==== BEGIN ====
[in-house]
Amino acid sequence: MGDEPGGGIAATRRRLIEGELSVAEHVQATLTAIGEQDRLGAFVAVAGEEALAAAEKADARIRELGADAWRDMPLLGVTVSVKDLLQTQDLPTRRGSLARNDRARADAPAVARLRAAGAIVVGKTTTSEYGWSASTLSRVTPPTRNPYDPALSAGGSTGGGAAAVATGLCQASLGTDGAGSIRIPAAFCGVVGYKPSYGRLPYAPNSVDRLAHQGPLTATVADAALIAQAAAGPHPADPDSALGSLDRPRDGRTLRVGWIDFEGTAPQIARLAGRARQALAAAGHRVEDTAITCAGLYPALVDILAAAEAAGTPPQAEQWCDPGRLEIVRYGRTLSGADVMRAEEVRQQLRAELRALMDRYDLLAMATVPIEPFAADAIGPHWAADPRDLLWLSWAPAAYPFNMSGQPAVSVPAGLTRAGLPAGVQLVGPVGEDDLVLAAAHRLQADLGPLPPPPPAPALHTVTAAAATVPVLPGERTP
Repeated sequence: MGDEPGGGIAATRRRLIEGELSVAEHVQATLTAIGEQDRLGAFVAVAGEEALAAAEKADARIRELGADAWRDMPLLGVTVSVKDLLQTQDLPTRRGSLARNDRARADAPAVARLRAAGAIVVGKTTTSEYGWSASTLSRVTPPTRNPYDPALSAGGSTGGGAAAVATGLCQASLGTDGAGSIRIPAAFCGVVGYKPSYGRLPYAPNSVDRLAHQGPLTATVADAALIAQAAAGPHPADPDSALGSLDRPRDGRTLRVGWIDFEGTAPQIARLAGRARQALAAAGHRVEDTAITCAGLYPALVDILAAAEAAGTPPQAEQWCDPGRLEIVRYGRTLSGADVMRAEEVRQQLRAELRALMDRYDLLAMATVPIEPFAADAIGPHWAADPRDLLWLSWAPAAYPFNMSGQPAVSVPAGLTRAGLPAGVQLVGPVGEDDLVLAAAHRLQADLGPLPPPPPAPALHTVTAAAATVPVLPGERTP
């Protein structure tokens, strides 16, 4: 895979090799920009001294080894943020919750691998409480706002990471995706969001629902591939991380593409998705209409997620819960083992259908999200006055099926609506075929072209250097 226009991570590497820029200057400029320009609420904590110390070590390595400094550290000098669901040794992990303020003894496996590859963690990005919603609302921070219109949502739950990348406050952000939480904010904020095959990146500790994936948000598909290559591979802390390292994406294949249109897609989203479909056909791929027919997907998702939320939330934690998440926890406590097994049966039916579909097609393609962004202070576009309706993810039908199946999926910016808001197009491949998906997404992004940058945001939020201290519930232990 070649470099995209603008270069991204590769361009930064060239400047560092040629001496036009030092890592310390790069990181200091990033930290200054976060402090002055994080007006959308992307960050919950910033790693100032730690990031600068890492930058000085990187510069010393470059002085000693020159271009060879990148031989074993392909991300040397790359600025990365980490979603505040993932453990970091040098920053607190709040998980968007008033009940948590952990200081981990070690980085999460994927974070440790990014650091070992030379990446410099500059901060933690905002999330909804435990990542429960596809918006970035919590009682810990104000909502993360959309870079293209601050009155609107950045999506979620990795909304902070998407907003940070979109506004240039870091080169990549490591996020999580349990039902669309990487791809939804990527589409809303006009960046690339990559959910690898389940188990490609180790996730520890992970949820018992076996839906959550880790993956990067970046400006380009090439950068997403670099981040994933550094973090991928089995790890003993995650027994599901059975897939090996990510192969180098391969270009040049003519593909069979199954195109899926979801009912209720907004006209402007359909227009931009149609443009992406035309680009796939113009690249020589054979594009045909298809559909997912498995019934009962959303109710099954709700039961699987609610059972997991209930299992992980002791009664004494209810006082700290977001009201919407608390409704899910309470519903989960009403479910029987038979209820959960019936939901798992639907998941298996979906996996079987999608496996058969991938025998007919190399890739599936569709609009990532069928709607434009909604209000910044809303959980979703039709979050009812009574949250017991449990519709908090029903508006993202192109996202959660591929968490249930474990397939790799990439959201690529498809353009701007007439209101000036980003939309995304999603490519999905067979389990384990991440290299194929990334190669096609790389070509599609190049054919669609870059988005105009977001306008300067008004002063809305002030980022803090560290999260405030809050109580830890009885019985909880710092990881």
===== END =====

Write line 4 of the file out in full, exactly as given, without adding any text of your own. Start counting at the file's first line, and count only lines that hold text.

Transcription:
């Protein structure tokens, strides 16, 4: 895979090799920009001294080894943020919750691998409480706002990471995706969001629902591939991380593409998705209409997620819960083992259908999200006055099926609506075929072209250097 226009991570590497820029200057400029320009609420904590110390070590390595400094550290000098669901040794992990303020003894496996590859963690990005919603609302921070219109949502739950990348406050952000939480904010904020095959990146500790994936948000598909290559591979802390390292994406294949249109897609989203479909056909791929027919997907998702939320939330934690998440926890406590097994049966039916579909097609393609962004202070576009309706993810039908199946999926910016808001197009491949998906997404992004940058945001939020201290519930232990 070649470099995209603008270069991204590769361009930064060239400047560092040629001496036009030092890592310390790069990181200091990033930290200054976060402090002055994080007006959308992307960050919950910033790693100032730690990031600068890492930058000085990187510069010393470059002085000693020159271009060879990148031989074993392909991300040397790359600025990365980490979603505040993932453990970091040098920053607190709040998980968007008033009940948590952990200081981990070690980085999460994927974070440790990014650091070992030379990446410099500059901060933690905002999330909804435990990542429960596809918006970035919590009682810990104000909502993360959309870079293209601050009155609107950045999506979620990795909304902070998407907003940070979109506004240039870091080169990549490591996020999580349990039902669309990487791809939804990527589409809303006009960046690339990559959910690898389940188990490609180790996730520890992970949820018992076996839906959550880790993956990067970046400006380009090439950068997403670099981040994933550094973090991928089995790890003993995650027994599901059975897939090996990510192969180098391969270009040049003519593909069979199954195109899926979801009912209720907004006209402007359909227009931009149609443009992406035309680009796939113009690249020589054979594009045909298809559909997912498995019934009962959303109710099954709700039961699987609610059972997991209930299992992980002791009664004494209810006082700290977001009201919407608390409704899910309470519903989960009403479910029987038979209820959960019936939901798992639907998941298996979906996996079987999608496996058969991938025998007919190399890739599936569709609009990532069928709607434009909604209000910044809303959980979703039709979050009812009574949250017991449990519709908090029903508006993202192109996202959660591929968490249930474990397939790799990439959201690529498809353009701007007439209101000036980003939309995304999603490519999905067979389990384990991440290299194929990334190669096609790389070509599609190049054919669609870059988005105009977001306008300067008004002063809305002030980022803090560290999260405030809050109580830890009885019985909880710092990881």